“In a Conversation on Culture, Literature, and Politics in China – Interview with Muhammad Nimr Abdul Karim,” al-Hiwar al-Mutamadin, November 1, 2006 (in Arabic), http://www.ahewar.org/debat/show.art.asp?aid=54548.
 A number of prominent Arab intellectuals, writers, and translators spent extended periods in China either working as editors/translators for publishing houses or lecturing in various universities and institutions there. Their contributions vary, but many have produced works of major importance to the development of modern Sino-Arab relations. Hadi al-Alawi’s al-Mustarif al-Sini (The Chinese Book of Novelties) and Salamah Ubayyid’s al-Sharq al-Ahmar (The East is Red) are examples. See Muhammad al-Sudairi, “Hadi Al-‘Alawi, Scion of the Two Civilizations,” Middle East Report 270 (2014).
 “The Arabic Language in Modern China,” The People’s Daily Online, September 19, 2014 (in Arabic), http://arabic.people.com.cn/n/2014/0919/c31657-8785148.html.
 The duration of study ranged considerably, as the Chinese were still in the process of developing their language programs for foreigners.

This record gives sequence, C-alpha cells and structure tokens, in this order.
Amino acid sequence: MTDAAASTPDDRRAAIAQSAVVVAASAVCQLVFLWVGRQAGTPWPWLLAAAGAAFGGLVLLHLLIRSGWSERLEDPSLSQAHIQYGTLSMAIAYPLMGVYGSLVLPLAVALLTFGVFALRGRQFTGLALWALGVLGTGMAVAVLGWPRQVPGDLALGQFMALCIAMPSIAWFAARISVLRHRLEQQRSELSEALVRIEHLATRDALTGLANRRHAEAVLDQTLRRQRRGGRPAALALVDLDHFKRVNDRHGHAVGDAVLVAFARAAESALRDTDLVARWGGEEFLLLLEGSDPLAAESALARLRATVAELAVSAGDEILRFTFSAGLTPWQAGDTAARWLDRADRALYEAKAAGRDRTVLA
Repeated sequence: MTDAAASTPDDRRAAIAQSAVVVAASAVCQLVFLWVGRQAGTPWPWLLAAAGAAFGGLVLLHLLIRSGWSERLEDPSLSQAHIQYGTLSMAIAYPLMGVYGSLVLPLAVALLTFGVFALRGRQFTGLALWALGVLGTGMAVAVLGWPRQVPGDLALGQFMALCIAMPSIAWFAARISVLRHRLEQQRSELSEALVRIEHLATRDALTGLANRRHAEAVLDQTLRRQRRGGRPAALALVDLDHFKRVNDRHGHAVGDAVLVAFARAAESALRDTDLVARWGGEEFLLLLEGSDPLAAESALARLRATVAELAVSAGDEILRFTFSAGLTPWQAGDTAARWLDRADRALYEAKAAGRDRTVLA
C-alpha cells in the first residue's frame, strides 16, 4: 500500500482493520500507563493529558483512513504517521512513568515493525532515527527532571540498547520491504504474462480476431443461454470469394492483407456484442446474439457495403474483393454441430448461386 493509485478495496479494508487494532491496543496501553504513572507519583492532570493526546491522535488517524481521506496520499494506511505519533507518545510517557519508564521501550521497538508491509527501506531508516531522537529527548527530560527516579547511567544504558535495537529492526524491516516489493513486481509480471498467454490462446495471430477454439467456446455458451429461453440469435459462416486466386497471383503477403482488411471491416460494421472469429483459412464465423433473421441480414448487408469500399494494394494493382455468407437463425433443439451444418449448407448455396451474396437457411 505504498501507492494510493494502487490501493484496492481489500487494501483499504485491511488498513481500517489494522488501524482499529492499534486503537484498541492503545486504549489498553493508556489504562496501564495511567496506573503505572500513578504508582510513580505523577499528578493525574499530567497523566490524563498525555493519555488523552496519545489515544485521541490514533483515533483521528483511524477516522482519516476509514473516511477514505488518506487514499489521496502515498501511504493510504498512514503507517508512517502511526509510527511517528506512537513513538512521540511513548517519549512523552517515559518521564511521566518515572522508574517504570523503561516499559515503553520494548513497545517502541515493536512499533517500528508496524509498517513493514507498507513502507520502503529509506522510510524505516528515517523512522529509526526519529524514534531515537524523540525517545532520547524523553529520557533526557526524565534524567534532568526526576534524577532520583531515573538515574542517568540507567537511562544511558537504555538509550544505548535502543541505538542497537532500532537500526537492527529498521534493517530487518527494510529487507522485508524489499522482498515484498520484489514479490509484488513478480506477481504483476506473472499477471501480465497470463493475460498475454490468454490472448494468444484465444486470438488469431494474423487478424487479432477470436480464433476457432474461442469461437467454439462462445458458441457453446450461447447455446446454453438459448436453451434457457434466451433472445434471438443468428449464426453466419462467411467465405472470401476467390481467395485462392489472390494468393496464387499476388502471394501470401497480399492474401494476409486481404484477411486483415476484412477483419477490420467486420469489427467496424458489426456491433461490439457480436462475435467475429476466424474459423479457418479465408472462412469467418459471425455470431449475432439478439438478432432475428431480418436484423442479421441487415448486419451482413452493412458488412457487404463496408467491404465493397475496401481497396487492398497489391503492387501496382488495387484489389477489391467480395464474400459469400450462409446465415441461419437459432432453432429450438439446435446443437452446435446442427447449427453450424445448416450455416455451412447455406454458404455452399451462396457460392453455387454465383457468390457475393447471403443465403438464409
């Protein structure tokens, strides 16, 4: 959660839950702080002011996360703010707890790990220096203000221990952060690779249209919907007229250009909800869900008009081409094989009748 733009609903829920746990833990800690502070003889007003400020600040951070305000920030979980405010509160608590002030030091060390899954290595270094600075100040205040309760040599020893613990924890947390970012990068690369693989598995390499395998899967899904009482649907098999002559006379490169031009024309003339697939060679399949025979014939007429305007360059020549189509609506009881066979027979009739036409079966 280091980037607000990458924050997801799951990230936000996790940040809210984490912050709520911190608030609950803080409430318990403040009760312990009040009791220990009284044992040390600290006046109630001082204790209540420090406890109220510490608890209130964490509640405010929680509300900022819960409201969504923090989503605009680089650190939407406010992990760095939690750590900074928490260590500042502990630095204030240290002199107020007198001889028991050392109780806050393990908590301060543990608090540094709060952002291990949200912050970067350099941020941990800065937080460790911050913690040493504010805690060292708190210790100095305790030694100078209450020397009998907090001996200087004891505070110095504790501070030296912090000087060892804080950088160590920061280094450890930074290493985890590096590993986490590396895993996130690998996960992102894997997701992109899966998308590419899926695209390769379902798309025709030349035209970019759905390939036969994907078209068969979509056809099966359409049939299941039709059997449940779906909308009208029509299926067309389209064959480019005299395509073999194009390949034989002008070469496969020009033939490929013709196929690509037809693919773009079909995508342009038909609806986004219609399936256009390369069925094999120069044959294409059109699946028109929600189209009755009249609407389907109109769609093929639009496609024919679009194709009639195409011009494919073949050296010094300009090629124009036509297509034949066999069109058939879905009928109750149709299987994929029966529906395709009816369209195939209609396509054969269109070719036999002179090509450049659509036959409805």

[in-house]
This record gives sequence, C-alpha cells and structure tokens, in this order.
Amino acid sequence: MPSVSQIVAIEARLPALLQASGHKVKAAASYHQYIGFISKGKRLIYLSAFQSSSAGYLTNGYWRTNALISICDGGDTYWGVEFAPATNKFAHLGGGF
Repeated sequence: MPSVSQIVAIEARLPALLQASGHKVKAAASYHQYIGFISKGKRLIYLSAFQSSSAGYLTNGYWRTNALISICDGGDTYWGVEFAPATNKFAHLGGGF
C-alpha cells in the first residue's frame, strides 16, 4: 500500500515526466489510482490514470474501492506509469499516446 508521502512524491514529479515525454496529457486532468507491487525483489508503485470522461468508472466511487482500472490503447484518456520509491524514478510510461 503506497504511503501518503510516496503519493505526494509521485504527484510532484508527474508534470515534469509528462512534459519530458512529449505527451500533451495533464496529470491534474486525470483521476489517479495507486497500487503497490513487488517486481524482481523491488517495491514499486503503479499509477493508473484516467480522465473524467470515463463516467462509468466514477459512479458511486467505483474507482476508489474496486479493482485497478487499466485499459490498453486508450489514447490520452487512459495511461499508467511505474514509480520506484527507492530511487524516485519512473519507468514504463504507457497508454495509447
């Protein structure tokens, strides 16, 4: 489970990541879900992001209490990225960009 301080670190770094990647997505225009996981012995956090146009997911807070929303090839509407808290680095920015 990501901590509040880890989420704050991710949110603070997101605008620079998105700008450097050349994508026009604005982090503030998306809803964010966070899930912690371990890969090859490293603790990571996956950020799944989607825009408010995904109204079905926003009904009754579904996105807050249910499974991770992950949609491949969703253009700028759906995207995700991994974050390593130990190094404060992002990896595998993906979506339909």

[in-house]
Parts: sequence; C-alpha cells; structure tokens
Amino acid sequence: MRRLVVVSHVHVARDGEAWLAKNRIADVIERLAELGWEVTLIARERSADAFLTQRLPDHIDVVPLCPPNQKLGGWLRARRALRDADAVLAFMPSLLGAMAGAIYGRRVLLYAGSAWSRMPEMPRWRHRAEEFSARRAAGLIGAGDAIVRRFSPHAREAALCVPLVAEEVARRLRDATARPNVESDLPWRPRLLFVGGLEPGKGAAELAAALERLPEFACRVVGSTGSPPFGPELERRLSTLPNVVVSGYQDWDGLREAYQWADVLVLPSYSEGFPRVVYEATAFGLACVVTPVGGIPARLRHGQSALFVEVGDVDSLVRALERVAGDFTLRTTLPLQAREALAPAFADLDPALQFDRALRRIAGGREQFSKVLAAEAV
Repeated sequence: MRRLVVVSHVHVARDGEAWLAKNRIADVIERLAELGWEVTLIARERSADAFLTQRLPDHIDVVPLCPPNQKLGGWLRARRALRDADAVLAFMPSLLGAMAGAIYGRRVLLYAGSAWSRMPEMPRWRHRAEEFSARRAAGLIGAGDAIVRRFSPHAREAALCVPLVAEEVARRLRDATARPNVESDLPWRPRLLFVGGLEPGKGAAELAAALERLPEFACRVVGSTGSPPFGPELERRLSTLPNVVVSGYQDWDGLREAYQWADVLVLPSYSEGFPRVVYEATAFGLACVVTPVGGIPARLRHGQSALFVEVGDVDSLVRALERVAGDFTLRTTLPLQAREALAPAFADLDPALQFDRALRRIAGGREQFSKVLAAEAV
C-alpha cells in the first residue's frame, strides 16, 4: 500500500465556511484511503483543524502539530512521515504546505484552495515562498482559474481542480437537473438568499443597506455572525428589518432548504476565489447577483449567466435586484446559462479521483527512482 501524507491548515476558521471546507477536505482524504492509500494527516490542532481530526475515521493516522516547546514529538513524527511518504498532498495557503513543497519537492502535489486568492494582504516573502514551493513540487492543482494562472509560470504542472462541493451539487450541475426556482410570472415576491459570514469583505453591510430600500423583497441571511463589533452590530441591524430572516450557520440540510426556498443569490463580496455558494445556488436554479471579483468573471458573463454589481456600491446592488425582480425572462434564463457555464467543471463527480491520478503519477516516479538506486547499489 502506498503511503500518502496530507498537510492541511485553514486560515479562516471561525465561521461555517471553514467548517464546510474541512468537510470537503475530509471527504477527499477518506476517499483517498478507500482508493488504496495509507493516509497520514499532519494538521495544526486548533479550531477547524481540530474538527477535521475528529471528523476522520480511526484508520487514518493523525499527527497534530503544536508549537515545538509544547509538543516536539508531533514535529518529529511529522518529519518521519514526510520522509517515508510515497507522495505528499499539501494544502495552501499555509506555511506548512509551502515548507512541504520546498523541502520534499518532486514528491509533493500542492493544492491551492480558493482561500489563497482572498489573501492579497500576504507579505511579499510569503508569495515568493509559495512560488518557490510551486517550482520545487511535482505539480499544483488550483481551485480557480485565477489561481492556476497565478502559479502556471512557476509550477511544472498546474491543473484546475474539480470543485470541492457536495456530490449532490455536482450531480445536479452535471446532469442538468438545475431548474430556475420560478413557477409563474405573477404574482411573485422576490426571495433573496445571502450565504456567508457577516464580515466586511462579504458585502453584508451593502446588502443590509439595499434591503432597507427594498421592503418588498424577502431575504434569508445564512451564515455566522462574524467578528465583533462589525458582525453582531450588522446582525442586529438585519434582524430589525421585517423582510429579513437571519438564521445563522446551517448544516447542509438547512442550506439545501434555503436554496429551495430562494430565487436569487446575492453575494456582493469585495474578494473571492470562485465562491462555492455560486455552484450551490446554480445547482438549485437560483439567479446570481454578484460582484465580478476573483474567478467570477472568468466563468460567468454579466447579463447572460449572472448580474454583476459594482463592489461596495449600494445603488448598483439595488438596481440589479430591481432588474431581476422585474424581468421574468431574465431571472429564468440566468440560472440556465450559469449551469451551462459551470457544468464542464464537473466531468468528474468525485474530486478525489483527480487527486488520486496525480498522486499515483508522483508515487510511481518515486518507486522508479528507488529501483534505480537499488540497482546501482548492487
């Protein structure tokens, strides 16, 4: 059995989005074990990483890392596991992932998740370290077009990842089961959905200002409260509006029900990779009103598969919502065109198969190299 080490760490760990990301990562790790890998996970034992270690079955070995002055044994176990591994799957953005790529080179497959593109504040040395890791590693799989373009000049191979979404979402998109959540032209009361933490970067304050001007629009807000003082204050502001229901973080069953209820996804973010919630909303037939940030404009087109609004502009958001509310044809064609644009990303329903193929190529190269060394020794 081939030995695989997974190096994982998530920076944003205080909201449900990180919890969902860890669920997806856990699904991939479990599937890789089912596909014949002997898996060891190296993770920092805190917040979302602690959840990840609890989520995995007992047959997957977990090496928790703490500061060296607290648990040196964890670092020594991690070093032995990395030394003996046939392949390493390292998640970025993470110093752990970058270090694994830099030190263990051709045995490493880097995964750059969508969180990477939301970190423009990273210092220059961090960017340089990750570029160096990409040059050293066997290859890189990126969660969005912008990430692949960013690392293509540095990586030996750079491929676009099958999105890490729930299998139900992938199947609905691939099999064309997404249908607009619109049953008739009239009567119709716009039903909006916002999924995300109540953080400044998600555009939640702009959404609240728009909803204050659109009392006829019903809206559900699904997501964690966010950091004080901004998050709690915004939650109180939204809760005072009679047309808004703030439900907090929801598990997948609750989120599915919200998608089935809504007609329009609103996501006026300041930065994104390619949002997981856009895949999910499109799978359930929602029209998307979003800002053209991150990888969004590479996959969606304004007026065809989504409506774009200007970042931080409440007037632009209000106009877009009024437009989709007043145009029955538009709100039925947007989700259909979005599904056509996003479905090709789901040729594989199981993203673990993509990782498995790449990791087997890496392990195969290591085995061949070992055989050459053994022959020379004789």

Some Arabs, including al-Safarini in his memoirs, noted how some Chinese called them “Japanese demons” 日本鬼子.
 There is some dispute over when these entities were established, with some of those interviewed claiming that they came into existence as early as 1975.
 The activities of these bodies ranged widely. They included arranging friendly soccer matches between Chinese and Arab teams, organizing “routine” meetings for Arab students at major universities, and holding weekly film screenings covering various issues concerning the Middle East. They were open to all members of the Arab and foreign communities, but there were certain sub-communities that apparently avoided participating in them, such as the South Yemenis, as they were apparently subject to considerable surveillance by their own embassy.
 For example, the abovementioned Abu Jarad joined demonstrations against the British embassy during the 1967 war, which apparently landed him on the British blacklist and led to the refusal of his visa to Hong Kong in the 1980s.
 The British embassy was a typical target as well, although there were no protests directed at the American diplomatic missions after their establishment in 1979. This might have been due to the PRC authorities’ prioritization of Sino-U.S. relations and unwillingness to damage them in any visible way.
 The Moroccan ambassador headed the Council of Arab Ambassadors in Beijing, which was first created in 1965.